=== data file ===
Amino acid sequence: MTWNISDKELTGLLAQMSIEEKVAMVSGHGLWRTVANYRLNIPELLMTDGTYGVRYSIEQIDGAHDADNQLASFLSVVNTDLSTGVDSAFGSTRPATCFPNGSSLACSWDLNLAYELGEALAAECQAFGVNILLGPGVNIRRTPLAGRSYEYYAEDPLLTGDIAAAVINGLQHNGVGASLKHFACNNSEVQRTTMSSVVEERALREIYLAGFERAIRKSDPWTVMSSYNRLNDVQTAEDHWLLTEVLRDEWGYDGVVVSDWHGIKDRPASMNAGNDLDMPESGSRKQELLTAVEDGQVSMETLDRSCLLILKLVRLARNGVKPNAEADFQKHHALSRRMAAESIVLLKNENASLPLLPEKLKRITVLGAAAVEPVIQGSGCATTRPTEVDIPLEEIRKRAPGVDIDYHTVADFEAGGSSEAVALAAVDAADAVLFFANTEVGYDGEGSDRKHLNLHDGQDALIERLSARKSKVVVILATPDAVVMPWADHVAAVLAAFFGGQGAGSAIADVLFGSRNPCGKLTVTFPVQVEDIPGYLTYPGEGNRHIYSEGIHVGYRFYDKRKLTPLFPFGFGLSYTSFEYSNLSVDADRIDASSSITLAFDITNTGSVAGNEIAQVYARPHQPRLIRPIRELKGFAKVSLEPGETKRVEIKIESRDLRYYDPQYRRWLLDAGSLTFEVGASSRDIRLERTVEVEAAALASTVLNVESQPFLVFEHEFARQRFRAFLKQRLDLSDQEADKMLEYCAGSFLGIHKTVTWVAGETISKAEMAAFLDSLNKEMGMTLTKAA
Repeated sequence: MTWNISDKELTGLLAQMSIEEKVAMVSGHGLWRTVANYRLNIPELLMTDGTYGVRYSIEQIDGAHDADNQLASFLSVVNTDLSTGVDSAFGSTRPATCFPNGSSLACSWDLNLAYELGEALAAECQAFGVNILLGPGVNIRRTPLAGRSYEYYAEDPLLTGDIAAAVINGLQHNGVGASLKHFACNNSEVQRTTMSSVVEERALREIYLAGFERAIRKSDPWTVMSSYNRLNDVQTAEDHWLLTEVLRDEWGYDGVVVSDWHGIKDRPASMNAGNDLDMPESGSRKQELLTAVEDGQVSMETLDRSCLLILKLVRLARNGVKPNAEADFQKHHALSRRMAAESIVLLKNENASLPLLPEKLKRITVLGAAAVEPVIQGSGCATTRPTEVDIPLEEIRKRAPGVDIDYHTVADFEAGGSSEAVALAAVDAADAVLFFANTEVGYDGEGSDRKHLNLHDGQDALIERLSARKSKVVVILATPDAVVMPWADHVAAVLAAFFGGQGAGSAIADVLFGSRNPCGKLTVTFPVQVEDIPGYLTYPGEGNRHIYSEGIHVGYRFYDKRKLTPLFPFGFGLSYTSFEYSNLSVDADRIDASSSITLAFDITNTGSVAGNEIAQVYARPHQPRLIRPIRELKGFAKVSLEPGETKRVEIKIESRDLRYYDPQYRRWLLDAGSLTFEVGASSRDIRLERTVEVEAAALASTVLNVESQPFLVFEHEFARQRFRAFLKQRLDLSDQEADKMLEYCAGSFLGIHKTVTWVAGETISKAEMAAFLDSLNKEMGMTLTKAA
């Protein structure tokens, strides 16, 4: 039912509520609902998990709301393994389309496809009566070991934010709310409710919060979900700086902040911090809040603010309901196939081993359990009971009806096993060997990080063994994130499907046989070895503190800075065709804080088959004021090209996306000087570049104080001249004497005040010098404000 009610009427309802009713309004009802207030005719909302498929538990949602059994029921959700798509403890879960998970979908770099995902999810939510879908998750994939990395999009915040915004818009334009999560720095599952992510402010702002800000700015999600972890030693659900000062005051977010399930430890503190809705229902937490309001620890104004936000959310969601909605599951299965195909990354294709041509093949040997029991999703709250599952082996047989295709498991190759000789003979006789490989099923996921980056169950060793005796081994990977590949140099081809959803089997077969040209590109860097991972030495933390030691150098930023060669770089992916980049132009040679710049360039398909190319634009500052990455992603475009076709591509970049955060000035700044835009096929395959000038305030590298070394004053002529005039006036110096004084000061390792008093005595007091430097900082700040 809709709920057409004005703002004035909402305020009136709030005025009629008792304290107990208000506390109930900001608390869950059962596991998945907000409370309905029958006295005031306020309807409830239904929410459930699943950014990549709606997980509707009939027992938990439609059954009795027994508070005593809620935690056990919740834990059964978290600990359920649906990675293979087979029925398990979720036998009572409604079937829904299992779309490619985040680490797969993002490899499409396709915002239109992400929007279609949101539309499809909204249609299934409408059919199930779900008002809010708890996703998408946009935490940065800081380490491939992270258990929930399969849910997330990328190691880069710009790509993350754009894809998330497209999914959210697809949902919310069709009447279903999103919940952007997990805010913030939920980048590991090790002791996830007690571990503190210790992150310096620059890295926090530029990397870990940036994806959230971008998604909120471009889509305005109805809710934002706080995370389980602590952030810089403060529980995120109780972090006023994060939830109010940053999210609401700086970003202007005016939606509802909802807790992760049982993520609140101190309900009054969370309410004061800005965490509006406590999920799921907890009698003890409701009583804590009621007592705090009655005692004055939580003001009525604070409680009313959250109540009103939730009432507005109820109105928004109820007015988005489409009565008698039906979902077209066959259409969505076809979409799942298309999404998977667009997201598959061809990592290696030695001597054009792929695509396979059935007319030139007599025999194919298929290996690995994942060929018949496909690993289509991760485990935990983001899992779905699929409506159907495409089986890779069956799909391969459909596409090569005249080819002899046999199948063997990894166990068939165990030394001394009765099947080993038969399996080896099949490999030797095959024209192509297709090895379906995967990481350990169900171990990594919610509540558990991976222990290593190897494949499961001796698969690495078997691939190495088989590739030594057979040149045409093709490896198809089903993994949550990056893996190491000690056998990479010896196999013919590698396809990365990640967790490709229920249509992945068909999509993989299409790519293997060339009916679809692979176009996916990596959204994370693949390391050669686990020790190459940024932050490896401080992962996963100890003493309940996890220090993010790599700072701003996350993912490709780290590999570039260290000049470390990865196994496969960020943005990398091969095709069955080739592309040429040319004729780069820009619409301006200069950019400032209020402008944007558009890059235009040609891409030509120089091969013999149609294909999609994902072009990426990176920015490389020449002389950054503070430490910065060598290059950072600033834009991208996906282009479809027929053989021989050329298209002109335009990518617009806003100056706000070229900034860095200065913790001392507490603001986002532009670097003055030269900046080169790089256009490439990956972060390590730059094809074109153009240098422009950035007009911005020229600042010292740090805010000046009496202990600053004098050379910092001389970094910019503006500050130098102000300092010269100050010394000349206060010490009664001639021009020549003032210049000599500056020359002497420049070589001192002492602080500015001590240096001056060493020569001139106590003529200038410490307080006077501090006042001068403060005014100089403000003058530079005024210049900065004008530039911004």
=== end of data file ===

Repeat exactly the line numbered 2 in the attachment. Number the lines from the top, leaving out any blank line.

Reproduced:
Repeated sequence: MTWNISDKELTGLLAQMSIEEKVAMVSGHGLWRTVANYRLNIPELLMTDGTYGVRYSIEQIDGAHDADNQLASFLSVVNTDLSTGVDSAFGSTRPATCFPNGSSLACSWDLNLAYELGEALAAECQAFGVNILLGPGVNIRRTPLAGRSYEYYAEDPLLTGDIAAAVINGLQHNGVGASLKHFACNNSEVQRTTMSSVVEERALREIYLAGFERAIRKSDPWTVMSSYNRLNDVQTAEDHWLLTEVLRDEWGYDGVVVSDWHGIKDRPASMNAGNDLDMPESGSRKQELLTAVEDGQVSMETLDRSCLLILKLVRLARNGVKPNAEADFQKHHALSRRMAAESIVLLKNENASLPLLPEKLKRITVLGAAAVEPVIQGSGCATTRPTEVDIPLEEIRKRAPGVDIDYHTVADFEAGGSSEAVALAAVDAADAVLFFANTEVGYDGEGSDRKHLNLHDGQDALIERLSARKSKVVVILATPDAVVMPWADHVAAVLAAFFGGQGAGSAIADVLFGSRNPCGKLTVTFPVQVEDIPGYLTYPGEGNRHIYSEGIHVGYRFYDKRKLTPLFPFGFGLSYTSFEYSNLSVDADRIDASSSITLAFDITNTGSVAGNEIAQVYARPHQPRLIRPIRELKGFAKVSLEPGETKRVEIKIESRDLRYYDPQYRRWLLDAGSLTFEVGASSRDIRLERTVEVEAAALASTVLNVESQPFLVFEHEFARQRFRAFLKQRLDLSDQEADKMLEYCAGSFLGIHKTVTWVAGETISKAEMAAFLDSLNKEMGMTLTKAA